South Florida HIV/AIDS Prevention Program for Seniors Shifts Focus to Minorities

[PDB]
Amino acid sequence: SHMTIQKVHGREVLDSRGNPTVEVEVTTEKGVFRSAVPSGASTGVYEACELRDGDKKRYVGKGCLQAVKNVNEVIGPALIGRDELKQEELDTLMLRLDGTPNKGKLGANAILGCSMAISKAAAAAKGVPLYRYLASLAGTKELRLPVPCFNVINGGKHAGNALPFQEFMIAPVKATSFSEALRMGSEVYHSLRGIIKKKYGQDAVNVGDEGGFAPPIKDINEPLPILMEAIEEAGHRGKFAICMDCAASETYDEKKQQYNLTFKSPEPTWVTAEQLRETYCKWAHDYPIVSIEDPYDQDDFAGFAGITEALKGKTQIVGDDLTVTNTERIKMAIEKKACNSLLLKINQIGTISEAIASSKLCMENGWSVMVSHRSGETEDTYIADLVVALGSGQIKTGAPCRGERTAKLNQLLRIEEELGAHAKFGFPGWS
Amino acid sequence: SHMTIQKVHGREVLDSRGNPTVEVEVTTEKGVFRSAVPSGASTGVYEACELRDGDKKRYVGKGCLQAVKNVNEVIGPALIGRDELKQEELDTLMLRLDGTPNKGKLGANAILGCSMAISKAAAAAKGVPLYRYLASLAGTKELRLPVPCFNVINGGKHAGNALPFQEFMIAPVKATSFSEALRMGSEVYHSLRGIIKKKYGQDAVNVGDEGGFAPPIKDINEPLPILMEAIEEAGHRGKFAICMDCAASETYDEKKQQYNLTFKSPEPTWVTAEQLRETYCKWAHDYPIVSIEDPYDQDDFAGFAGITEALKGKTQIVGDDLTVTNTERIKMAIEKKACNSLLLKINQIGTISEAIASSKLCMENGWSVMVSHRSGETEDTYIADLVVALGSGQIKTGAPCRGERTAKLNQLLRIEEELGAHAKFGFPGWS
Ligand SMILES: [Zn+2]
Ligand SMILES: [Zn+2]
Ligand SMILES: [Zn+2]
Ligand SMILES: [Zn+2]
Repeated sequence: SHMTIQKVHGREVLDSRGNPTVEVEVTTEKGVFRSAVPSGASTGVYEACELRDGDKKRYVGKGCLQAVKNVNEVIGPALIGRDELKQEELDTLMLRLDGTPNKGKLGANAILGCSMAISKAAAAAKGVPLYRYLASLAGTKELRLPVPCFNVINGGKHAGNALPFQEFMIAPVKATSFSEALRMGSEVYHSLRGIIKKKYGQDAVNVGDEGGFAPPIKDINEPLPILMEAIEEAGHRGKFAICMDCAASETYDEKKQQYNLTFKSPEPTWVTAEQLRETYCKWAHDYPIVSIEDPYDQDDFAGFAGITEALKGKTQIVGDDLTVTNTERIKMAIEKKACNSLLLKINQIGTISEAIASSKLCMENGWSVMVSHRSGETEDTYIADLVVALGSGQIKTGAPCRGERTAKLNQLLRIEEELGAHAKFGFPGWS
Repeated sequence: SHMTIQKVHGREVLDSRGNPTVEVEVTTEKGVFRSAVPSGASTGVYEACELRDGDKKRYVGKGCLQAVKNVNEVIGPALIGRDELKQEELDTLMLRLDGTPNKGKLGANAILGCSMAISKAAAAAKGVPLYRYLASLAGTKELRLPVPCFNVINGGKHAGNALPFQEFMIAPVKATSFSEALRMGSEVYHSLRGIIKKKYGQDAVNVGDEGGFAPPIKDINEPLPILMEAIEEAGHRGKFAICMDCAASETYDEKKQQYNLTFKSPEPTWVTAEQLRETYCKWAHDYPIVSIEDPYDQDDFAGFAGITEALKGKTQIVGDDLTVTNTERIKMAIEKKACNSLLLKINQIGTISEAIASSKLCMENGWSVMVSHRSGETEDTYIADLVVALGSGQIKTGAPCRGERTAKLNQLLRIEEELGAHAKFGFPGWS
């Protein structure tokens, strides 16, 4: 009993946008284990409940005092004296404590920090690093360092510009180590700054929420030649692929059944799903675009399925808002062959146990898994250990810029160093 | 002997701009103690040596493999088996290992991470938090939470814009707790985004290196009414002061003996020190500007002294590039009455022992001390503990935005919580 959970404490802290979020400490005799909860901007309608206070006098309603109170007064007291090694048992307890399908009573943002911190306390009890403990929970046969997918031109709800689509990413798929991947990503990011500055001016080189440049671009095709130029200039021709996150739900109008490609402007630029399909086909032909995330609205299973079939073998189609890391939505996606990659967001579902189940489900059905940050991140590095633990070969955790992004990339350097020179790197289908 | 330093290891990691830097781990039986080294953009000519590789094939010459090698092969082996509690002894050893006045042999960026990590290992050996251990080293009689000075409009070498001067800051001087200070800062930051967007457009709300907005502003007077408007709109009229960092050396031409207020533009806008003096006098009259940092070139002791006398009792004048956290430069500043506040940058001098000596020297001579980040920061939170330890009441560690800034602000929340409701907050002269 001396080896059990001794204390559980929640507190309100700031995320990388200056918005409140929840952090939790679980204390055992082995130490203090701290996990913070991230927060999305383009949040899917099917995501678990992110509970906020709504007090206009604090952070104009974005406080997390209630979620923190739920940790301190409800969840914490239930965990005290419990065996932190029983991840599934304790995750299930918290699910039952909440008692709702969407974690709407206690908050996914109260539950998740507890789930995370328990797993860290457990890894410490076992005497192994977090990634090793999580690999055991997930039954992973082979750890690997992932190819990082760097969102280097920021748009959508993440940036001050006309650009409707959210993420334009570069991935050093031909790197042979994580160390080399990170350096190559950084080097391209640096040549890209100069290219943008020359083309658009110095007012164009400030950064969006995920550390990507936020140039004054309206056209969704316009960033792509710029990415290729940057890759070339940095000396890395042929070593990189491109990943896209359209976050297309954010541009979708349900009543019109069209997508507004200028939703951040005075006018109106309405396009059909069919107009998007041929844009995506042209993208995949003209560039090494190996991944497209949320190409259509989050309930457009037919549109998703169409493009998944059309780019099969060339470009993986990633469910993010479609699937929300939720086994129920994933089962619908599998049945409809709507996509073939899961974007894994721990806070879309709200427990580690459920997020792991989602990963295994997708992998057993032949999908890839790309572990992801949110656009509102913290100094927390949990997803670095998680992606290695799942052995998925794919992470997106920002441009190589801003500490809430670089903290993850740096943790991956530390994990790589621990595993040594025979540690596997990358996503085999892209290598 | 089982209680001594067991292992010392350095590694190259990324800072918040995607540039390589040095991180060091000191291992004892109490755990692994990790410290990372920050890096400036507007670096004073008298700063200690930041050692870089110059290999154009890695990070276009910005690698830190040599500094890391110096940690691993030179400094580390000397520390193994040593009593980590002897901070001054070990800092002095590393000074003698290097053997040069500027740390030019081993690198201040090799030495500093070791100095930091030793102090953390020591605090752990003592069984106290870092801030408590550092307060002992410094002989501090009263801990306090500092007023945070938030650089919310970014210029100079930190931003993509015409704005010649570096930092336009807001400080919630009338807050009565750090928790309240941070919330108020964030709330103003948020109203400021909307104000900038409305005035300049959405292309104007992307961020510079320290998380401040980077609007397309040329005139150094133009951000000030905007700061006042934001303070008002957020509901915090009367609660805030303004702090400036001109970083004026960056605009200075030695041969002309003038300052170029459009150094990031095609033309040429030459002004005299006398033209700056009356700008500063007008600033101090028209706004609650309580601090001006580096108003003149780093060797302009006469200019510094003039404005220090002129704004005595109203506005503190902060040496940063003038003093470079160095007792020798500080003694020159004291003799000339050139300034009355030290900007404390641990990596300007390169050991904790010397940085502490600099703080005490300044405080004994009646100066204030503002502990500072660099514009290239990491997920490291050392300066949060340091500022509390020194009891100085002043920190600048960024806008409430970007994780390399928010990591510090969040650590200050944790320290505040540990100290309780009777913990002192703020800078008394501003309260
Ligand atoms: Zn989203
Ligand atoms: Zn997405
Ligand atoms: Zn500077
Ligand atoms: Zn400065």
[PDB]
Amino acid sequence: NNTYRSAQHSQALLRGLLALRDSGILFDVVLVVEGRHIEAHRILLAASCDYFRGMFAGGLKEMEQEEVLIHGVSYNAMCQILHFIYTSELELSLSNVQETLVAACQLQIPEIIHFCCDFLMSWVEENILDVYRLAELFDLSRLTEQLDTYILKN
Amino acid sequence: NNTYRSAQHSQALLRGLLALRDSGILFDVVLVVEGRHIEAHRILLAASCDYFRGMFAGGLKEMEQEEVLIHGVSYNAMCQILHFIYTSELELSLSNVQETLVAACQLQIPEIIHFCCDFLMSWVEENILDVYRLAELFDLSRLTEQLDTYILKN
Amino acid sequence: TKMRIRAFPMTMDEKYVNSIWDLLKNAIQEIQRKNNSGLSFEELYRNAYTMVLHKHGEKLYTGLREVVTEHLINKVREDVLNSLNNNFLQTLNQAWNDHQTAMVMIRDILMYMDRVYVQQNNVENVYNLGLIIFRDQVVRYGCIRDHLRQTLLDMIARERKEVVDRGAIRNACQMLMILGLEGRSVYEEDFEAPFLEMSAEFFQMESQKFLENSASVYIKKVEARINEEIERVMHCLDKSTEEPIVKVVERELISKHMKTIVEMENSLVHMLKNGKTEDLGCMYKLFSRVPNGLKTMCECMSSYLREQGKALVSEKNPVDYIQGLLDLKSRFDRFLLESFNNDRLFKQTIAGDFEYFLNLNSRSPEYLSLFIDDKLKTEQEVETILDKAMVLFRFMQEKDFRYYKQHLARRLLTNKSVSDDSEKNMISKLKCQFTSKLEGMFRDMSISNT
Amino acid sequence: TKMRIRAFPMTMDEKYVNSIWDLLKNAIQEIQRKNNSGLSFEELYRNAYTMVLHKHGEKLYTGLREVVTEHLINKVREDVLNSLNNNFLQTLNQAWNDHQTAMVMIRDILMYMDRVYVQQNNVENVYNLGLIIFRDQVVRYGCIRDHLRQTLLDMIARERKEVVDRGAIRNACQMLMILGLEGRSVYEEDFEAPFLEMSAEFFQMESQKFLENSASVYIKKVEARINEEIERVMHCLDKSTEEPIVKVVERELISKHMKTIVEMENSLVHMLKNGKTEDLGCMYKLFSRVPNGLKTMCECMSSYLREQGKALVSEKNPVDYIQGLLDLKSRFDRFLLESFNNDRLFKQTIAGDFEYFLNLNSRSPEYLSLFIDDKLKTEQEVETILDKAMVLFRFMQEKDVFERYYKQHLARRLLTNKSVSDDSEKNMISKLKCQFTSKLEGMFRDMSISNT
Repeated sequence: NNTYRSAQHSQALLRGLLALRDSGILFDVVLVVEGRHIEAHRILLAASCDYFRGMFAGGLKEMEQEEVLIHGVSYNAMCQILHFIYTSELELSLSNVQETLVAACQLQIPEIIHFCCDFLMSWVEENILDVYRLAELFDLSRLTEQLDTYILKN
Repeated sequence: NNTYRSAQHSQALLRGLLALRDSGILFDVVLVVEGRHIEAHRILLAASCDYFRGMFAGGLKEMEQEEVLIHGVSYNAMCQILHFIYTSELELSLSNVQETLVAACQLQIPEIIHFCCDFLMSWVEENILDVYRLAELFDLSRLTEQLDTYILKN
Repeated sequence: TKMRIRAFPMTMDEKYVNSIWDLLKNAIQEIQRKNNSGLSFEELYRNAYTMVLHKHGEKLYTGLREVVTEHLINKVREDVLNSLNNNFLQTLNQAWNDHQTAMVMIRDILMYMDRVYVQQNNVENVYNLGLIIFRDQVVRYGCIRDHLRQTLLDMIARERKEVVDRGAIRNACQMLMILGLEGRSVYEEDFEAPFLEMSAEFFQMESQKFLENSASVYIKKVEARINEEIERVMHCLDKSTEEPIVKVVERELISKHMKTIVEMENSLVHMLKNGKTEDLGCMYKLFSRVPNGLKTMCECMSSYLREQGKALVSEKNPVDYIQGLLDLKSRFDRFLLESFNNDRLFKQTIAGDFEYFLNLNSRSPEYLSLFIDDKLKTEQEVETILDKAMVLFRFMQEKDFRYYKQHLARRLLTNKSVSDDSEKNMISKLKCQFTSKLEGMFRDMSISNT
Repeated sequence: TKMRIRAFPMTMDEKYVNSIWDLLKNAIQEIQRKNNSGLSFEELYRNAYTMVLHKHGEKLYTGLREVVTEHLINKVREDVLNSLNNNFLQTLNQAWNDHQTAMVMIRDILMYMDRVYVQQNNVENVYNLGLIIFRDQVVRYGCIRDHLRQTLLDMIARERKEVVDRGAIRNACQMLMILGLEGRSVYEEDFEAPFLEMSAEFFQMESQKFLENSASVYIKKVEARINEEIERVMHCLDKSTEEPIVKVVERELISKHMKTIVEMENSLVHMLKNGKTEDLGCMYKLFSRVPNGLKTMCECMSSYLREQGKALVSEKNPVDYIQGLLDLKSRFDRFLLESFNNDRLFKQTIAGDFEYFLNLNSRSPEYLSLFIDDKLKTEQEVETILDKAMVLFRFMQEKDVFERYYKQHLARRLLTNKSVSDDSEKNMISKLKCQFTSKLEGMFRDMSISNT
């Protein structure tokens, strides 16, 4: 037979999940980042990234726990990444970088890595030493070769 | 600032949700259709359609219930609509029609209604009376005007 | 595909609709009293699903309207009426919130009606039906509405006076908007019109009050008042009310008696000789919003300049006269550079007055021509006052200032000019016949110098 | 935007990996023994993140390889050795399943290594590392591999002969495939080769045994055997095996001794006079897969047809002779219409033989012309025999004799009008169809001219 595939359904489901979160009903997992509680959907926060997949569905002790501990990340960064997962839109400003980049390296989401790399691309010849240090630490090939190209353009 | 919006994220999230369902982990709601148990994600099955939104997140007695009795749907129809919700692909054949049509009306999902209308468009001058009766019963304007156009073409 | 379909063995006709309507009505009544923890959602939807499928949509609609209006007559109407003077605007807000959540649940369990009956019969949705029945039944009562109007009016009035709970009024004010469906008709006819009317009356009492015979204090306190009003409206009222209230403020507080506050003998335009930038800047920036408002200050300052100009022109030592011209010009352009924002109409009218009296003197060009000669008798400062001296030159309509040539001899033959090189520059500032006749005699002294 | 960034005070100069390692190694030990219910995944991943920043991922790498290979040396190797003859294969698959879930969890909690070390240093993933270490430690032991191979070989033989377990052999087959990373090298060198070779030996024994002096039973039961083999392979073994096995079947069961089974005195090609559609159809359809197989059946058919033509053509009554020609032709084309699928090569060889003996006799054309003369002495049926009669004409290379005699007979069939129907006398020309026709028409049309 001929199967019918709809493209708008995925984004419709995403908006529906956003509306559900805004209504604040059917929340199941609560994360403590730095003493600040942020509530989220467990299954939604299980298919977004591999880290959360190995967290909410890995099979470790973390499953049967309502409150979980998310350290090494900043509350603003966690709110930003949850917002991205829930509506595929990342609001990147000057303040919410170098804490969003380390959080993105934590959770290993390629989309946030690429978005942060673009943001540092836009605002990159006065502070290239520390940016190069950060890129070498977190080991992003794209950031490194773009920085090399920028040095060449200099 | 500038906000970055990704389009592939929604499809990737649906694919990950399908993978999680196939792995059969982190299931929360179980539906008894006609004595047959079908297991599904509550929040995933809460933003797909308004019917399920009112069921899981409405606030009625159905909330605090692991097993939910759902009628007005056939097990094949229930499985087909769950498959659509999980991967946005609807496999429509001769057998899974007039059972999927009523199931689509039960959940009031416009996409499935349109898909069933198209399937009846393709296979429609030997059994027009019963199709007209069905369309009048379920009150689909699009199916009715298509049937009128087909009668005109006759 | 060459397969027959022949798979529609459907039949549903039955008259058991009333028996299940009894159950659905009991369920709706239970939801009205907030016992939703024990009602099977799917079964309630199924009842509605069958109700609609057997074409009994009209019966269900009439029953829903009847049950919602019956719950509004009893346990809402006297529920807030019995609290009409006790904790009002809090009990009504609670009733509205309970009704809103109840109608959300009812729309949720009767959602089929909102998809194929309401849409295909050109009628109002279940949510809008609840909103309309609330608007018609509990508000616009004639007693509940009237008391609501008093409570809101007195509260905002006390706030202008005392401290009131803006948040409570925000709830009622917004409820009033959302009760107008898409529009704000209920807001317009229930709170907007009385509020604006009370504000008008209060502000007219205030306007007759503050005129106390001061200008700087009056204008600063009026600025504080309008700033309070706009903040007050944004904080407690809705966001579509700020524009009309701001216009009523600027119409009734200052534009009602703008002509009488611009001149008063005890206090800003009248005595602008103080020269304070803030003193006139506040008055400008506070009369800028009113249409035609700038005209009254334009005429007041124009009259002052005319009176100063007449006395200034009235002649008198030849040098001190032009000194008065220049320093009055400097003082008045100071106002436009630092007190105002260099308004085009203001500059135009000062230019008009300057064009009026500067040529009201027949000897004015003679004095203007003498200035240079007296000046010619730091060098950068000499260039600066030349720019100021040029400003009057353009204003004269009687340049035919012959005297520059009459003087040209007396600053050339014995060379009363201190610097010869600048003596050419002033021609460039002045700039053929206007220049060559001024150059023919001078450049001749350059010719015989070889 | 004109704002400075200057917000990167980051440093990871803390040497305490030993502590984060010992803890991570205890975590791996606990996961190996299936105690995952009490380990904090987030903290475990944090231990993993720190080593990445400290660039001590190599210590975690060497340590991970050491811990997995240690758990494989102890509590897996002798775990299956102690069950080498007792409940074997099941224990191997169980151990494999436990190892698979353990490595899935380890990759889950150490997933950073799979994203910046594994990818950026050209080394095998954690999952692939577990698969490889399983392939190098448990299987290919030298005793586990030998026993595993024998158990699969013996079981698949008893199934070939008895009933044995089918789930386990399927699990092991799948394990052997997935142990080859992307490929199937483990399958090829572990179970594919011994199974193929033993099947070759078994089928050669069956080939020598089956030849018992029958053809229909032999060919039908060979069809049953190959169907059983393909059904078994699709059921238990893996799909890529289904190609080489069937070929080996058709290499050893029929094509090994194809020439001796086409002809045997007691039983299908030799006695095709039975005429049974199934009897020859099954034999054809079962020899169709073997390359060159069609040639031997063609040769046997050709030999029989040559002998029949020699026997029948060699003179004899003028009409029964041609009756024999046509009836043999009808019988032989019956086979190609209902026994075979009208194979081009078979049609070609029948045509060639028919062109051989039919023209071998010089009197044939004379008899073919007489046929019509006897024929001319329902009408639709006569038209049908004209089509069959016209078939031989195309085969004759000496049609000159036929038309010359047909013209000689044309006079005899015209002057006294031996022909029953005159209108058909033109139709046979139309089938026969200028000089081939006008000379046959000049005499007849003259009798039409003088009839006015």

The Fort Lauderdale Sun-Sentinel yesterday profiled South Florida's Senior HIV Intervention Project, one of the first HIV/AIDS education programs nationwide to specifically target people ages 50 and older. The project, which is funded by the Florida Department of Health, was started in 1997 after the Florida Department of Elder Affairs determined that senior citizens were contracting HIV through sexual contact. Although Florida health officials once viewed the HIV/AIDS problem among seniors as a "white, middle-class phenomenon," the Sun-Sentinel reports that SHIP is now beginning to focus on Hispanic and black seniors, the "fastest-growing segment" of HIV-positive senior citizens in South Florida. In 1986, minorities represented less than 50% of all HIV/AIDS cases among South Florida seniors. However, the Florida Department of Health reports that in 2001, approximately 85% of new HIV/AIDS diagnoses among people over age 65 in Florida's Palm Beach, Broward and Miami-Dade counties occurred among Hispanics and blacks. Whereas SHIP previously had no bilingual counselors, the program now employs counselors who speak Spanish, as well as one counselor who speaks Creole. Program counselors present workshops, distribute brochures and provide free condoms at local retirement communities, and the group is also attempting to reach black seniors through churches (Lade, Fort Lauderdale Sun-Sentinel, 10/28).This is part of the KHN Morning Briefing, a summary of health policy coverage from major news organizations. Sign up for an email subscription.